The unique characteristics of radio-wave propagation at mm-wave frequencies make the antenna one of the most critical elements in the overall system [8]. The higher level of antenna integration enabled by the higher frequencies of operation comes with the challenge of dealing with reduced tolerance to fabrication errors and more complex requirements for the materials employed. The antenna performance is obviously also affected by the characteristics of the circuitry embedded in the system, such as the feeding network to interconnect different components, or by the limitations in the active devices, like power and low-noise amplifiers. Another challenge in the design process at mm-waves is the characterization and testing of integrated antenna systems which, at such small wavelengths, are more sensitive to misalignment errors, temperature, and mechanical vibrations that, in turn, can result in additional losses, as well as amplitude and phase errors. More information on mm-wave antenna characterization can be found in [9], where a detailed analysis of measurement uncertainties at mm-wave frequencies is provided.

Many surveys and scientific papers concerning different aspects of the mm-wave technology have appeared in the literature during the last years. In [10], Wang et al. discussed the technical challenges faced in relation to phase noise and large-scale attenuation. In [11], Rappaport et al. provided an overview of the evolution of cellular and Wi-Fi networks with a detailed description of propagation channel models. In [12], Ghosh and Sen reported an inclusive survey on antenna array architectures. In [13], Hong et al. covered the aspects relevant to multibeam reflector-based array technology enabled by different phase-shifting techniques. Finally, in [14], Hong et al. described practical solutions for the integration of mm-wave phased-array antennas with beam-switching capabilities.

In this study, we focus on the review of different antenna array solutions classified according to the underlying technology. In particular, a detailed analysis of advanced arrays used for wireless communications at mm-wave frequencies is provided. Such an overview is, based on our knowledge, not published before in the open literature. The paper is organized as follows. In Section 2, useful design considerations are given together with some comments on the main challenges faced during the development of mm-wave array systems. Section 3 provides a description of the suitable antenna technologies employed at mm-wave frequencies, highlighting the relevant advantages and disadvantages. In the subsequent sections, an extensive review is made of the state of the art of mm-wave antenna arrays for two specific use cases: point-to-multipoint (PtM) and point-to-point (PtP) wireless communications. Finally, concluding remarks are given in Section 7.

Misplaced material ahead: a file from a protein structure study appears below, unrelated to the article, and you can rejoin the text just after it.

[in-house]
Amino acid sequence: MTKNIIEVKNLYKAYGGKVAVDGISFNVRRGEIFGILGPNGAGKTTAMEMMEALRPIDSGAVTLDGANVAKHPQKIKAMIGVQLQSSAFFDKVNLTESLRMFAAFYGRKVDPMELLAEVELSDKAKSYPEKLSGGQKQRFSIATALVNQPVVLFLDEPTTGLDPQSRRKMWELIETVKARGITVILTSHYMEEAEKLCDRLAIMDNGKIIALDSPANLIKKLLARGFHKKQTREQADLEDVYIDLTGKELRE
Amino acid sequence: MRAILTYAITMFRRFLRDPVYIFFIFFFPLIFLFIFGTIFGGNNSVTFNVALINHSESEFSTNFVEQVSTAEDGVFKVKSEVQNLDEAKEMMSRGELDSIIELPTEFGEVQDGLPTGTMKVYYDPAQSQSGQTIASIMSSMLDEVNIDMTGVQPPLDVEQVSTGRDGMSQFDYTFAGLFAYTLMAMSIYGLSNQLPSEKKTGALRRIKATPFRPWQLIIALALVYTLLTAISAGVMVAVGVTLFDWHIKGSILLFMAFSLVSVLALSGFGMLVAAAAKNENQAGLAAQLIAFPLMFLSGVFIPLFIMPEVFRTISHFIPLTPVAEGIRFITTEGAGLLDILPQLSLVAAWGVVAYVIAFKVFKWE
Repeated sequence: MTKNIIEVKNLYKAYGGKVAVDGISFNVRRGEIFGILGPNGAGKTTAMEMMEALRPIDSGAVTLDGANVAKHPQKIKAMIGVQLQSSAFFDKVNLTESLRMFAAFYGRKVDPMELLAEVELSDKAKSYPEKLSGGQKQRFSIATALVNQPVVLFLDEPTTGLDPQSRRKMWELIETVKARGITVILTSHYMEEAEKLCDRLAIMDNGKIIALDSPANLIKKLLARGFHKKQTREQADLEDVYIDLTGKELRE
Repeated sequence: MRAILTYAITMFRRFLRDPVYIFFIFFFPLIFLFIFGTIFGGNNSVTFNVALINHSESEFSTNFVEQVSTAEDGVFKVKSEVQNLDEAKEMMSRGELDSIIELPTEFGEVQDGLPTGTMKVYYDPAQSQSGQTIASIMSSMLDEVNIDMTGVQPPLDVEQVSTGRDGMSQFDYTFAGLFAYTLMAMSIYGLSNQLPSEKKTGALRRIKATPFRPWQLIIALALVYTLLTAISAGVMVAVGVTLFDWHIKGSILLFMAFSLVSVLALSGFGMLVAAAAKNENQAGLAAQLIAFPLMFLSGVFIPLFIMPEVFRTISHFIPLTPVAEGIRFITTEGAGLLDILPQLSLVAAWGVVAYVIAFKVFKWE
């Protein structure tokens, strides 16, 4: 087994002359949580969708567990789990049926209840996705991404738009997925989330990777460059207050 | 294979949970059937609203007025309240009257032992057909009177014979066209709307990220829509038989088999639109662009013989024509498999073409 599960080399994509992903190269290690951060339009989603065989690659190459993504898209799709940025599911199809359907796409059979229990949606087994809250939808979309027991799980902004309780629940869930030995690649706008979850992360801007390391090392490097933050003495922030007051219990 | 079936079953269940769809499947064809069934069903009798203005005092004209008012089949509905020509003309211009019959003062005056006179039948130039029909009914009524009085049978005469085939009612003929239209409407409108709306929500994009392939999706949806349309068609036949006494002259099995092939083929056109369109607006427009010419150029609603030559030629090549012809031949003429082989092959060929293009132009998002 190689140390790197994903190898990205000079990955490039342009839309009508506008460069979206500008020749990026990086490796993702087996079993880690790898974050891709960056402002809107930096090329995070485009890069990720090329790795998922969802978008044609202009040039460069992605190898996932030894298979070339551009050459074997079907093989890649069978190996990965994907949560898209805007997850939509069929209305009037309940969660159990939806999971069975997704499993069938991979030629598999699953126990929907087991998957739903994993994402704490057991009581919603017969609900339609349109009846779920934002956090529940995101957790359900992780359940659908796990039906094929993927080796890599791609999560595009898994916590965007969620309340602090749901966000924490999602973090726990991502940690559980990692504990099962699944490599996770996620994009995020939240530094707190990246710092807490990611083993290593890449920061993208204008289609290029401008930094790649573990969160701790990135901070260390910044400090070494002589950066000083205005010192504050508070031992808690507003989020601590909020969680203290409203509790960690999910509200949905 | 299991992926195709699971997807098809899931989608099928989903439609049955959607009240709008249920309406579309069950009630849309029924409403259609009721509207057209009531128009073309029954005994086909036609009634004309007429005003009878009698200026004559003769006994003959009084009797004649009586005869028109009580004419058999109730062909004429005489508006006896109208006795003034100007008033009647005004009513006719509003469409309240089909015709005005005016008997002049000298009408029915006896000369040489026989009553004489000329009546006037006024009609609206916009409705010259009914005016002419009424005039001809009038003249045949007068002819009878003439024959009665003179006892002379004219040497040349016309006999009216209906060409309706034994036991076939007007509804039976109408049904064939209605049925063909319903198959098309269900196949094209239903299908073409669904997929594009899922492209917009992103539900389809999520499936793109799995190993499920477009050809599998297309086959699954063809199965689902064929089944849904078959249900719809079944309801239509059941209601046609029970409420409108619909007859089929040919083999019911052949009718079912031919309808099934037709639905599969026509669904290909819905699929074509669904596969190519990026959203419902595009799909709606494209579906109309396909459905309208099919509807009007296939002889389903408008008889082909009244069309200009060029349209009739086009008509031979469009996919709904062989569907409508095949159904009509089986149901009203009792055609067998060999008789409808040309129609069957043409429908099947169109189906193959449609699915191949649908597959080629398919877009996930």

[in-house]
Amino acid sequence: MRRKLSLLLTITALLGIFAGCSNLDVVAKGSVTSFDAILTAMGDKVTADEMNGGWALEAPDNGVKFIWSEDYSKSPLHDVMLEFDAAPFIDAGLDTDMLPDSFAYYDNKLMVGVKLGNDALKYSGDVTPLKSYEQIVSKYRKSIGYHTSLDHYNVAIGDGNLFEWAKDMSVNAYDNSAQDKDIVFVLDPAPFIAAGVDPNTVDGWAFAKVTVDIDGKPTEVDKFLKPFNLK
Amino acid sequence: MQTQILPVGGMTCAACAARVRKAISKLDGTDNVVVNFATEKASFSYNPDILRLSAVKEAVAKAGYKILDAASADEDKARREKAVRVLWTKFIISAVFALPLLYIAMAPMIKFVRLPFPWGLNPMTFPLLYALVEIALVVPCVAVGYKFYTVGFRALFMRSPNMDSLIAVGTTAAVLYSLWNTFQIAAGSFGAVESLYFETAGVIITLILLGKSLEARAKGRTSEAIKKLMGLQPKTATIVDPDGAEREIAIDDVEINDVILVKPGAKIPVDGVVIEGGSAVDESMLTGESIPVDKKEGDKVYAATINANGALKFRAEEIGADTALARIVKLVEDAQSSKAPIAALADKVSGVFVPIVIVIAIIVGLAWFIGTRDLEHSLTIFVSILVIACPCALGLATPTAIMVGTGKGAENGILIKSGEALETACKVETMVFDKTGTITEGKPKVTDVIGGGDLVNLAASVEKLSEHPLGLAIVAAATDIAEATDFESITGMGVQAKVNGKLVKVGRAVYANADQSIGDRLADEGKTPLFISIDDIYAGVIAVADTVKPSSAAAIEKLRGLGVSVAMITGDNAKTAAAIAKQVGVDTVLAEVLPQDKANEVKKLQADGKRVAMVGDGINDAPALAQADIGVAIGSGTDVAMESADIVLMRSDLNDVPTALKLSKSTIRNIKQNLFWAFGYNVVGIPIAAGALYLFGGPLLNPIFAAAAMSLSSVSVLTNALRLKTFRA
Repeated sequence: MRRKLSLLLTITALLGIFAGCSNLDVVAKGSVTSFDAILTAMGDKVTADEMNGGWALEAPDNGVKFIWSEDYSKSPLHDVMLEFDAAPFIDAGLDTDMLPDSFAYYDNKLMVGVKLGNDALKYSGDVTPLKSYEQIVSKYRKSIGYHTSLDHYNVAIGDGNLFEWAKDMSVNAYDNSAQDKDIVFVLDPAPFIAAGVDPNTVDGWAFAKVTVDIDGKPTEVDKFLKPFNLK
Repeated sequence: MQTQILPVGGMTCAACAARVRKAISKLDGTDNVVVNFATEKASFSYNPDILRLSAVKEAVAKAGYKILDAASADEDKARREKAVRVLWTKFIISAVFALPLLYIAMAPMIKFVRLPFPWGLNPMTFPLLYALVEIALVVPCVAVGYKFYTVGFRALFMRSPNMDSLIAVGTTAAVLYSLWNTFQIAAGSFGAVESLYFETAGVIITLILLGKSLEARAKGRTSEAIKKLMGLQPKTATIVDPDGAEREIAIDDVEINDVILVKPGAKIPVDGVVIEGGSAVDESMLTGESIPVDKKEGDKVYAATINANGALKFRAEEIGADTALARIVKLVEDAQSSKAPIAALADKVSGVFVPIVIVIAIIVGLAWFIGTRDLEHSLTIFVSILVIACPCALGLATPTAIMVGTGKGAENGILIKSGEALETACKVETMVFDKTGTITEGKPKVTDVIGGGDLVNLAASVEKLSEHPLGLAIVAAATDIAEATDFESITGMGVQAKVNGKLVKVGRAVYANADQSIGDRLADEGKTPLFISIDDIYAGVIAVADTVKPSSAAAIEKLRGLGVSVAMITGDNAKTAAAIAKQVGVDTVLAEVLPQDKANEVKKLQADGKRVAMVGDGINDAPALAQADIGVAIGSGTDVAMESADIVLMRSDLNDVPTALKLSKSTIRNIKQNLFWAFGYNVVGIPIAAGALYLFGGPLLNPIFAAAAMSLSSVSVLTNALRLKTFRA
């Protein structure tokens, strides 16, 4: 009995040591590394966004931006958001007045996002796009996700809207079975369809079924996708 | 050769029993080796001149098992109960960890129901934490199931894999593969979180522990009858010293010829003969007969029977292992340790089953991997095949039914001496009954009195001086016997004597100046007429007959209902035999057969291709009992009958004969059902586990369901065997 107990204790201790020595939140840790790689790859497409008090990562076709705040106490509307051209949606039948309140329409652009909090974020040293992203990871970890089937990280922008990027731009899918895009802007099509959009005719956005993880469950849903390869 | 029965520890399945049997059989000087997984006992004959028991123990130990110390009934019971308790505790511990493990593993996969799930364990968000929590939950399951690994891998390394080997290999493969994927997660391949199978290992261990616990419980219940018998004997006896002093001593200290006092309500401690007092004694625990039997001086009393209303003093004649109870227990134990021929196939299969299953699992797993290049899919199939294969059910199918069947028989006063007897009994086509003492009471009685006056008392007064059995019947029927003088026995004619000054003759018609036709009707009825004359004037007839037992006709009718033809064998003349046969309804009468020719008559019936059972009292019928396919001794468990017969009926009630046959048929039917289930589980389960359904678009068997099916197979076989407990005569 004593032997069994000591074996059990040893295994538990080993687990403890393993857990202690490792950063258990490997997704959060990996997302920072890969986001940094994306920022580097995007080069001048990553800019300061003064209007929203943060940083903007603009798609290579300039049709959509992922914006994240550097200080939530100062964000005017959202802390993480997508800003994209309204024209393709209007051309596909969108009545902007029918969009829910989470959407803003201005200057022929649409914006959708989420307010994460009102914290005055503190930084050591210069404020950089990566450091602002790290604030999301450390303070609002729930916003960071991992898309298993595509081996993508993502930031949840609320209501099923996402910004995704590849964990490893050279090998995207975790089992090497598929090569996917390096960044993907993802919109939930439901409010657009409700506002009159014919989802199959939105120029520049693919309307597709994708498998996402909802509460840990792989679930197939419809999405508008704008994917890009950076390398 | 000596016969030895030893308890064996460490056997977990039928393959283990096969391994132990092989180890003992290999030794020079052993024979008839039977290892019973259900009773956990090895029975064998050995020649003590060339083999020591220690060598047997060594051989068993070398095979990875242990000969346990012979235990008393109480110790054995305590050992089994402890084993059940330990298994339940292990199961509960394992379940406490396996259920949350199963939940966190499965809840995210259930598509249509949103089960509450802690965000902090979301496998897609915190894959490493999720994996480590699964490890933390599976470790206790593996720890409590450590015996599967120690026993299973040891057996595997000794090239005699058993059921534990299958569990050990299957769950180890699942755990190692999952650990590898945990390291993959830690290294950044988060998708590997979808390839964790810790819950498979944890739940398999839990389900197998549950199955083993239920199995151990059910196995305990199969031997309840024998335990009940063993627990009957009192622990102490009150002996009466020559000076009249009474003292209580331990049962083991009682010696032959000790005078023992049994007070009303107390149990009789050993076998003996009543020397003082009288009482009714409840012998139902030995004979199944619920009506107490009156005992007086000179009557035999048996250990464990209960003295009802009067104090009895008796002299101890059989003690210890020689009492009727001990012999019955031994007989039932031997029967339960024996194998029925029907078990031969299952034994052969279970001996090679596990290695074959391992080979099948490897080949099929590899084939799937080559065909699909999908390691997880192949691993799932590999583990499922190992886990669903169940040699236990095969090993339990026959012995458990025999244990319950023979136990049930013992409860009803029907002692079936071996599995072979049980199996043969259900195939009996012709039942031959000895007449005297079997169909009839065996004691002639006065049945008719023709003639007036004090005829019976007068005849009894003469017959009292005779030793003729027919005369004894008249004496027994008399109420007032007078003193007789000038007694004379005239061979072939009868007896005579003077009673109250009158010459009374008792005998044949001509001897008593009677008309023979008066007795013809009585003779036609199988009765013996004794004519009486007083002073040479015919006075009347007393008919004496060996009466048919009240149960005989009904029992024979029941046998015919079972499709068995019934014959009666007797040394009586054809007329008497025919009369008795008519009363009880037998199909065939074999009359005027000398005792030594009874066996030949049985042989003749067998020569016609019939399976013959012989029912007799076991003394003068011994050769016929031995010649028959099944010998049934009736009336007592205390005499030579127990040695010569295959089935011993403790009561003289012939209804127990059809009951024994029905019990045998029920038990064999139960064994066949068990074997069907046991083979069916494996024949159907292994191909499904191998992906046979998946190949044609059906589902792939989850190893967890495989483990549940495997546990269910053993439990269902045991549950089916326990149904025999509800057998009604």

2. Design Considerations for MM-Wave Antennas

The next generation of wireless communication systems aims to support low latency and high data rates with extended coverage for a wide variety of applications, including sensor networks, smart buildings, and mobile devices [15]. The expression of the channel capacity is provided by the following equation [16]:which shows that the achievement of higher data rates is only possible by increasing the operational bandwidth (B) and the antenna gain at the transmit and/or receive ends (, ) and by enhancing the signal-to-noise ratio (). This explains the benefit associated with the use of the mm-wave spectrum, though at the cost of a larger free-space attenuation. In order to further improve the channel capacity, one can also enable multiple spatial data streams by supporting, concurrently, different beams and dual polarization at both the transmitter and receiver.

A key requirement of the antenna solutions for mm-wave communications is to feature high-gain characteristics so as to compensate for the significant propagation losses experienced at the considered frequencies. The solution to this challenge consists in the integration of antennas in array configuration [17], in combination with a sufficiently high density of deployment of cells in a given network. Upon increasing the number of radiating elements in an antenna array, one can increase directivity and thereby focus the radiated power in a given direction. The most common array structures are in rectangular/square configuration. A planar array is shown in Figure 1, together with the coordinate system used as a reference in the rest of the document.

In order to achieve adequate radio coverage of the operating environment, it is imperative to perform an accurate link budget analysis. A key parameter in this respect is the path loss, which determines the level of attenuation of the radiated energy following the electromagnetic propagation process in the radio channel. Different models are available in the literature for the estimation of the path loss between transmitter and receiver. Of particular interest are the Close-In (CI) and the Alpha-Beta-Gamma (ABG) models which rely on experimental measurement data [18, 19]. An accurate evaluation of the link budget in Line-of-Sight (LOS) and Non-Line-of-Sight (NLOS) propagation scenarios for 5G-and-beyond communications is reported, also, in [20, 21] based on the 3GPP standard [22].